it would be something of an understatement to say that our introduction to the social enterprise community wasn't met with a warm welcome. This time .
It was today of all days, that from the same social enterprise community came a suggestion that we should build organisations for good.
Like this, perhaps?
'Clearly, profits can be used very effectively in ways other than traditional investment and profit outcomes. Moreover, this is not charity, it is business--good business. One P-CED firm could be expected to spin off dozens of new firms and businesses, all of which create new jobs and all of which operate under traditional free-enterprise practices. That is, if a spin-off business were to profit a million dollars a year, the owners can bank the money for themselves and their stockholders as is the normal practice. There is nothing wrong with individuals becoming wealthy. It is only when wealth begins to concentrate in the hands of a relative few at the expense of billions of others who are denied even a small share of finite wealth that trouble starts and physical, human suffering begins. It does not have to be this way. Massive greed and consequent massive human misery and suffering do not have to be accepted as a givens, unavoidable, intractable, irresolvable. Just changing the way business is done, if only by a few companies, can change the flow of wealth, ease and eliminate poverty, and leave us all with something better to worry about. Basic human needs such as food and shelter are fundamental human rights; there are more than enough resources available to go around--if we can just figure out how to share. It cannot be "Me first, mine first"; rather, "Me, too" is more the order of the day.'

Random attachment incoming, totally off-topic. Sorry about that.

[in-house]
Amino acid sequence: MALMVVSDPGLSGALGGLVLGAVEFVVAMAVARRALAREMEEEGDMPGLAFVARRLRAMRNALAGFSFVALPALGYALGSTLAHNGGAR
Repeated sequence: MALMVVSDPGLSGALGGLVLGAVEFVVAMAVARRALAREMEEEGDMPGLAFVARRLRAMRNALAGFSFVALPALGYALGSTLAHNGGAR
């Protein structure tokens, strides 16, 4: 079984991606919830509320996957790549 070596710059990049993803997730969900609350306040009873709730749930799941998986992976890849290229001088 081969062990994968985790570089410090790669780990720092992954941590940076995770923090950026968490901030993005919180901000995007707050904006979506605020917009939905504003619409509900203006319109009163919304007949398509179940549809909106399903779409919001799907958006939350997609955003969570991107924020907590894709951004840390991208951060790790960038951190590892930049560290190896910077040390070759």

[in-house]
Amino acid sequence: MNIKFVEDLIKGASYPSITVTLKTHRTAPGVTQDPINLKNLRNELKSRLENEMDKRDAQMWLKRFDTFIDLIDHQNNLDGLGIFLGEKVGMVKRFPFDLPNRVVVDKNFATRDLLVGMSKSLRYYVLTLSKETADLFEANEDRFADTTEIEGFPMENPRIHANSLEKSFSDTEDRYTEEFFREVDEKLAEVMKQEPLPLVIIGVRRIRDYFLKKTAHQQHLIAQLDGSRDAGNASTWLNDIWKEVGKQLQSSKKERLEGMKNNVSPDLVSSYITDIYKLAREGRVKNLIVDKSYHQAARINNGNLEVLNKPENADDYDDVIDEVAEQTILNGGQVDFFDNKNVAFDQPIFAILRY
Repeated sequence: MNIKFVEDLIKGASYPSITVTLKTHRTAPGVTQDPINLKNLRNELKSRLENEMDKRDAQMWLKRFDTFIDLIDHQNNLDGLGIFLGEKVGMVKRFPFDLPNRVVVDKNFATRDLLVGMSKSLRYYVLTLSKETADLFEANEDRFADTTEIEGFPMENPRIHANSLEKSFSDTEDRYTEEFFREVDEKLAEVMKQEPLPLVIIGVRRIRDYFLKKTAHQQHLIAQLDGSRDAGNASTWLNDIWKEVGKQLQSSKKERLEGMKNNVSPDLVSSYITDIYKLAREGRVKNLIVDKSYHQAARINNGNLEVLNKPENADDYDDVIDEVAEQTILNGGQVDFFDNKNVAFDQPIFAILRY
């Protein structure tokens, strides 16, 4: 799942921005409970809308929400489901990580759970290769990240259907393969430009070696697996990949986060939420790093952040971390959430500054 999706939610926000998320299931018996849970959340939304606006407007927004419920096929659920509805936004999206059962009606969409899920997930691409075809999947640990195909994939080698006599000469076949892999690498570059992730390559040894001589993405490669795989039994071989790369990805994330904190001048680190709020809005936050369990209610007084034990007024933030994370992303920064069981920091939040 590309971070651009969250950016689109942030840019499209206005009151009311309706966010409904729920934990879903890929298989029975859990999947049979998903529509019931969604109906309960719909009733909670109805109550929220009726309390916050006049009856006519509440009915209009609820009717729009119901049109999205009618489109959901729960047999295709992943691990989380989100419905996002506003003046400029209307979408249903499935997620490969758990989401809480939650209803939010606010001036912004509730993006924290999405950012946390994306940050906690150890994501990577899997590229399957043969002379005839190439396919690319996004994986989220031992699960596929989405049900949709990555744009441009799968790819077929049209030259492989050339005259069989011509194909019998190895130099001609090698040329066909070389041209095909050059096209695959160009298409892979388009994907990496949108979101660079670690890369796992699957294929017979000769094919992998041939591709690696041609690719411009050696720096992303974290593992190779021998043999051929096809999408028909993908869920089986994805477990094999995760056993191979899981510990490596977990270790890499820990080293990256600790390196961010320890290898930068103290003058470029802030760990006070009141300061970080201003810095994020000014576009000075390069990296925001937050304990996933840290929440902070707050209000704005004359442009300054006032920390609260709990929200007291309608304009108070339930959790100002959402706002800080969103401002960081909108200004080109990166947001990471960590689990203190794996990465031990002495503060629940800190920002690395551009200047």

Today, the call for people-centered business, business which makes people and their needs at the centre of doing business may be hear from the Vatican, Cooperatives Europe and Fair Trade International and others applying profit for purpose.. Everywhere perhaps but in social enterprise.
it could also be said, that in censoring others efforts, one might just have well been the one who pulled the trigger. We experienced it when raising the issue of Death Camps for Children in Ukraine, all manner of self-interest was revealed, not least in journalism, with the BBC and Sunday Times both in denial, to scoop a story. .
When my late colleague met his own death in poverty, he left a prescient comment about social enterprise:
"Allowing that some people do not matter, as things are turning out, allows that other people do not matter and those cracks are widening to swallow up more and more people. Social enterprise is the first concerted effort in the Information Age to at least attempt to rectify that problem, if only because letting it get worse and worse threatens more and more of us. Growing numbers of people are coming to understand that “them” might equal “me.” Call it compassion, or call it enlightened and increasingly impassioned self-interest. Either way, we are all in this together, and we will each have to decide for ourselves what it means to ignore someone to death, or not."